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The Outsider: The Autobiography of One of Britain's Most Controversial Policemen [Paperback]

Keith Hellawell
4.1 out of 5 stars  See all reviews (8 customer reviews)

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Book Description

7 July 2003

The tough life of one of Britain's most senior policemen, who rose through the ranks from poverty and deprivation to the highest office, and went on to become Blair’s ‘Drug Czar’.

An abused, unwanted, squint-eyed boy, Keith Hellawell never knew who his real father was. His mother, a club dancer, was always bringing home different men, and would tie him to the table-leg to keep him quiet. He fought at school and went down the pit. It was a hard-bitten, inauspicious start for a man who was eventually to become Chief Constable of Cleveland, and then West Yorkshire, and later, controversially, New Labour's much-feted and summarily dismissed 'Drugs Tsar'.

In his autobiography he writes candidly about four decades of public service. He lifts the veil on police brutality, corruption and abuse of power. He chronicles the rise in terrorism, public disorder, drug abuse and criminality. He discusses the childishness and insecurity of politicians and civil servants. He deals with the issues of racism, sexism and political correctness, and provides a rare insight into the workings of the judiciary, royalty and the establishment. And he chronicles the often lonely challenges of dealing with the likes of Peter Sutcliffe in a police career that took him everywhere from Northern Ireland to Hollywood.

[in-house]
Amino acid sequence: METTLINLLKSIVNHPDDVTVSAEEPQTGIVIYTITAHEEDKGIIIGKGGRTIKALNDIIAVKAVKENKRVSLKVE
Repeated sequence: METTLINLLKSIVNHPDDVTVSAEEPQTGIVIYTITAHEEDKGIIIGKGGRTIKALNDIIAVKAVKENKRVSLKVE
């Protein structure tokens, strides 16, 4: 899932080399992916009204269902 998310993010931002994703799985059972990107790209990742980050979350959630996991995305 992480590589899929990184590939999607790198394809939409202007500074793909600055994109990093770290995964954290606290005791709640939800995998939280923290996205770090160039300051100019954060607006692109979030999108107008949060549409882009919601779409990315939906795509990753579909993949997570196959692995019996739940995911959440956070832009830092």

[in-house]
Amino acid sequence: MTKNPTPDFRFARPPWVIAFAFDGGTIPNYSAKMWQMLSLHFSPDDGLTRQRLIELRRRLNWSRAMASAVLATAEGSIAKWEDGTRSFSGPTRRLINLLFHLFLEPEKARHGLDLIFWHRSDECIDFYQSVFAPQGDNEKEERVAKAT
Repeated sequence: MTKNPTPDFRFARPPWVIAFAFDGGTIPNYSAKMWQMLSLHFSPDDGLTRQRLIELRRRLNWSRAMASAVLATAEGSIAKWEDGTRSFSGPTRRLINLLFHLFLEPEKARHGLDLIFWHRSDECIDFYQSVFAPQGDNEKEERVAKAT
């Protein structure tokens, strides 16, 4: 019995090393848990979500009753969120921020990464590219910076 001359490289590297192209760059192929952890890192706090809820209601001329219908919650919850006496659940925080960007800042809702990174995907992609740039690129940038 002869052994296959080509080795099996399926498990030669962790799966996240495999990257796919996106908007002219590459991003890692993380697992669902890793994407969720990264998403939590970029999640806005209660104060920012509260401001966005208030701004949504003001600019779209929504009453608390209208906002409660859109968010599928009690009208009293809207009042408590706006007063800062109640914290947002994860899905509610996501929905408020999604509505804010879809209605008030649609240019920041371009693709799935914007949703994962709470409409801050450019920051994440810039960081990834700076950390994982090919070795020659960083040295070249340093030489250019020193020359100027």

The Outsider is the autobiography of a man of absolute integrity fired by the determination to better not only his own lot, but that of other humans as well, and to change things from the inside.



Product details

  • Paperback: 320 pages
  • Publisher: HarperCollins; New Ed edition (7 July 2003)
  • Language: English
  • ISBN-10: 0007145551
  • ISBN-13: 978-0007145553
  • Product Dimensions: 12.9 x 19.8 cm
  • Average Customer Review: 4.1 out of 5 stars  See all reviews (8 customer reviews)
  • Amazon Bestsellers Rank: 483,452 in Books (See Top 100 in Books)

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Review